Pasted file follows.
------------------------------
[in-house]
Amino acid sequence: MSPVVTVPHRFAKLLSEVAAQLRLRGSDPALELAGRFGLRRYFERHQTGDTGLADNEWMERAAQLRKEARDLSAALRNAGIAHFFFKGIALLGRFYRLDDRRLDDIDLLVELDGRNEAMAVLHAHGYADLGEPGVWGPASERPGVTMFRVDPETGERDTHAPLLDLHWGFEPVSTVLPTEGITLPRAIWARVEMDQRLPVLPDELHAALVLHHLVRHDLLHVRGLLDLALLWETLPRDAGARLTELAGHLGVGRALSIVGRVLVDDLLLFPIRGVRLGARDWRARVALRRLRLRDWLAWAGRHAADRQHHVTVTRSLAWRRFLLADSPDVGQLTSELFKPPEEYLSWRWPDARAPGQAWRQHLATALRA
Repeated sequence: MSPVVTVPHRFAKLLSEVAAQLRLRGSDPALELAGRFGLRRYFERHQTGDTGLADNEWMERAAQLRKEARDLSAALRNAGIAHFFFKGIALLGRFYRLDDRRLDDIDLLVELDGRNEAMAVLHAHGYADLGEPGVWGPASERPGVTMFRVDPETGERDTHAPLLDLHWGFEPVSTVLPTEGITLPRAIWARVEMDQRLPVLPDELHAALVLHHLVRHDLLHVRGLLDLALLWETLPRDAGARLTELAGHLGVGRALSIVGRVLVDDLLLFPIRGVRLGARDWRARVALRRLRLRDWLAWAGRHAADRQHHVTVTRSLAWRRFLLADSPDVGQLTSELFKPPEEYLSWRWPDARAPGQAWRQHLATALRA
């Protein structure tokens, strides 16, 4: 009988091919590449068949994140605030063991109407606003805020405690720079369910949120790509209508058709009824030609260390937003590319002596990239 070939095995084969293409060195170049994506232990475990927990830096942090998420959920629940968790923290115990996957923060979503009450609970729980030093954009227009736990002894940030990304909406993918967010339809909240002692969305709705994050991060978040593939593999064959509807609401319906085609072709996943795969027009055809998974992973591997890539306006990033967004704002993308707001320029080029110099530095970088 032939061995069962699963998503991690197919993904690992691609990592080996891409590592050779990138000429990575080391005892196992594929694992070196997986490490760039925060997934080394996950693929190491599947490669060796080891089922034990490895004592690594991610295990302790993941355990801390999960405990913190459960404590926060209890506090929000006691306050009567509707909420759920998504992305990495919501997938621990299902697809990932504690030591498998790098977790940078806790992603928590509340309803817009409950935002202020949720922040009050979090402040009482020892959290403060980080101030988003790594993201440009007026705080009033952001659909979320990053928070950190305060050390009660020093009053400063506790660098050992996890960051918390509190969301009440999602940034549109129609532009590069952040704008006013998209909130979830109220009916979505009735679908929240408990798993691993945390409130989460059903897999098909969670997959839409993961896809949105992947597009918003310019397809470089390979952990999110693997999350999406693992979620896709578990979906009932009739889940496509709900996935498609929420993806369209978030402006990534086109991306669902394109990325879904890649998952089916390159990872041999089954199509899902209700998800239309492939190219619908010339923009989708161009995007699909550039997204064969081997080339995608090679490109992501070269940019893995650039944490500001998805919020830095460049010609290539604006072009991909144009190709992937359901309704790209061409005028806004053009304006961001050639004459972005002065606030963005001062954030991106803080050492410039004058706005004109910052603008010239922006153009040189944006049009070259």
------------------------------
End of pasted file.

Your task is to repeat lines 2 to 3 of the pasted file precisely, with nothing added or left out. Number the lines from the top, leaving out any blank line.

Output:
Amino acid sequence: MSPVVTVPHRFAKLLSEVAAQLRLRGSDPALELAGRFGLRRYFERHQTGDTGLADNEWMERAAQLRKEARDLSAALRNAGIAHFFFKGIALLGRFYRLDDRRLDDIDLLVELDGRNEAMAVLHAHGYADLGEPGVWGPASERPGVTMFRVDPETGERDTHAPLLDLHWGFEPVSTVLPTEGITLPRAIWARVEMDQRLPVLPDELHAALVLHHLVRHDLLHVRGLLDLALLWETLPRDAGARLTELAGHLGVGRALSIVGRVLVDDLLLFPIRGVRLGARDWRARVALRRLRLRDWLAWAGRHAADRQHHVTVTRSLAWRRFLLADSPDVGQLTSELFKPPEEYLSWRWPDARAPGQAWRQHLATALRA
Repeated sequence: MSPVVTVPHRFAKLLSEVAAQLRLRGSDPALELAGRFGLRRYFERHQTGDTGLADNEWMERAAQLRKEARDLSAALRNAGIAHFFFKGIALLGRFYRLDDRRLDDIDLLVELDGRNEAMAVLHAHGYADLGEPGVWGPASERPGVTMFRVDPETGERDTHAPLLDLHWGFEPVSTVLPTEGITLPRAIWARVEMDQRLPVLPDELHAALVLHHLVRHDLLHVRGLLDLALLWETLPRDAGARLTELAGHLGVGRALSIVGRVLVDDLLLFPIRGVRLGARDWRARVALRRLRLRDWLAWAGRHAADRQHHVTVTRSLAWRRFLLADSPDVGQLTSELFKPPEEYLSWRWPDARAPGQAWRQHLATALRA